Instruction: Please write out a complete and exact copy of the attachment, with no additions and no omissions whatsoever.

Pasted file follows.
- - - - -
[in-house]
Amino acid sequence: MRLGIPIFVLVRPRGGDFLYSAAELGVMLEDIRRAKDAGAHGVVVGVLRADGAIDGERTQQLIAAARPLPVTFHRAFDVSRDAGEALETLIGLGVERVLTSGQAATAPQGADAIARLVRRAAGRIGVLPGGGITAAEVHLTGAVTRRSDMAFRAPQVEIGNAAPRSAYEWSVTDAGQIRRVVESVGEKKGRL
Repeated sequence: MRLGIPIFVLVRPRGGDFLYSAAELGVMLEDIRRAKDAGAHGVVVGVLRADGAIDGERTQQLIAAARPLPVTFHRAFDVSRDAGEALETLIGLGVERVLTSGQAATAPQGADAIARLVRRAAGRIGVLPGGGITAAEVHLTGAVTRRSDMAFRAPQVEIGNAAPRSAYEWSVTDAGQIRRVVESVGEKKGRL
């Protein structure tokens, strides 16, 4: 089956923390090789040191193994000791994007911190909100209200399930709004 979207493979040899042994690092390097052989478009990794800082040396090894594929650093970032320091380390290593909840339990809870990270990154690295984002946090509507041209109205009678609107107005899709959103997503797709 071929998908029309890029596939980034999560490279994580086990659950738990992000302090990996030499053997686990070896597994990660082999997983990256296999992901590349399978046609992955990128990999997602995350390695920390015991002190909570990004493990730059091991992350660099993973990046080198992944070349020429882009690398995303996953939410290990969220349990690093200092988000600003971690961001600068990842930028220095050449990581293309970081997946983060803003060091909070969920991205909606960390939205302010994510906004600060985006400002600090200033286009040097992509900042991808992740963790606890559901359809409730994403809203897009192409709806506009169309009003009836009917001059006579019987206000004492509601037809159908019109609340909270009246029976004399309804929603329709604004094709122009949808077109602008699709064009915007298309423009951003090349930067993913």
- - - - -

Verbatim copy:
[in-house]
Amino acid sequence: MRLGIPIFVLVRPRGGDFLYSAAELGVMLEDIRRAKDAGAHGVVVGVLRADGAIDGERTQQLIAAARPLPVTFHRAFDVSRDAGEALETLIGLGVERVLTSGQAATAPQGADAIARLVRRAAGRIGVLPGGGITAAEVHLTGAVTRRSDMAFRAPQVEIGNAAPRSAYEWSVTDAGQIRRVVESVGEKKGRL
Repeated sequence: MRLGIPIFVLVRPRGGDFLYSAAELGVMLEDIRRAKDAGAHGVVVGVLRADGAIDGERTQQLIAAARPLPVTFHRAFDVSRDAGEALETLIGLGVERVLTSGQAATAPQGADAIARLVRRAAGRIGVLPGGGITAAEVHLTGAVTRRSDMAFRAPQVEIGNAAPRSAYEWSVTDAGQIRRVVESVGEKKGRL
């Protein structure tokens, strides 16, 4: 089956923390090789040191193994000791994007911190909100209200399930709004 979207493979040899042994690092390097052989478009990794800082040396090894594929650093970032320091380390290593909840339990809870990270990154690295984002946090509507041209109205009678609107107005899709959103997503797709 071929998908029309890029596939980034999560490279994580086990659950738990992000302090990996030499053997686990070896597994990660082999997983990256296999992901590349399978046609992955990128990999997602995350390695920390015991002190909570990004493990730059091991992350660099993973990046080198992944070349020429882009690398995303996953939410290990969220349990690093200092988000600003971690961001600068990842930028220095050449990581293309970081997946983060803003060091909070969920991205909606960390939205302010994510906004600060985006400002600090200033286009040097992509900042991808992740963790606890559901359809409730994403809203897009192409709806506009169309009003009836009917001059006579019987206000004492509601037809159908019109609340909270009246029976004399309804929603329709604004094709122009949808077109602008699709064009915007298309423009951003090349930067993913």